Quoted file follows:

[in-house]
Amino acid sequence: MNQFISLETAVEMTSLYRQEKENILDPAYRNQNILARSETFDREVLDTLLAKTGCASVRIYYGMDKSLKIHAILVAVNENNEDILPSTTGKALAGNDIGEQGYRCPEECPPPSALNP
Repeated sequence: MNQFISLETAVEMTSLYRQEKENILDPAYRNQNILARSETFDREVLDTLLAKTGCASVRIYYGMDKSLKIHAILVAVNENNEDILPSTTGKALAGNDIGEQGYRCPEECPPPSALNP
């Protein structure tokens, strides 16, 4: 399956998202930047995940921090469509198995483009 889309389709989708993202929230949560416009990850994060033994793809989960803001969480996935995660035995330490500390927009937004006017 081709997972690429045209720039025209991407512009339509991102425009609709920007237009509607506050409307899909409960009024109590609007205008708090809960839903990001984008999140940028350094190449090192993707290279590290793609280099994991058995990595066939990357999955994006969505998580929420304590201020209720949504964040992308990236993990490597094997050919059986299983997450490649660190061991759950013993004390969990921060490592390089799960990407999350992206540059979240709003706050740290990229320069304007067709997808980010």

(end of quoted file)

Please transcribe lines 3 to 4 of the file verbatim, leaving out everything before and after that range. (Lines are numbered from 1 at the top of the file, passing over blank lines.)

Repeated sequence: MNQFISLETAVEMTSLYRQEKENILDPAYRNQNILARSETFDREVLDTLLAKTGCASVRIYYGMDKSLKIHAILVAVNENNEDILPSTTGKALAGNDIGEQGYRCPEECPPPSALNP
């Protein structure tokens, strides 16, 4: 399956998202930047995940921090469509198995483009 889309389709989708993202929230949560416009990850994060033994793809989960803001969480996935995660035995330490500390927009937004006017 081709997972690429045209720039025209991407512009339509991102425009609709920007237009509607506050409307899909409960009024109590609007205008708090809960839903990001984008999140940028350094190449090192993707290279590290793609280099994991058995990595066939990357999955994006969505998580929420304590201020209720949504964040992308990236993990490597094997050919059986299983997450490649660190061991759950013993004390969990921060490592390089799960990407999350992206540059979240709003706050740290990229320069304007067709997808980010």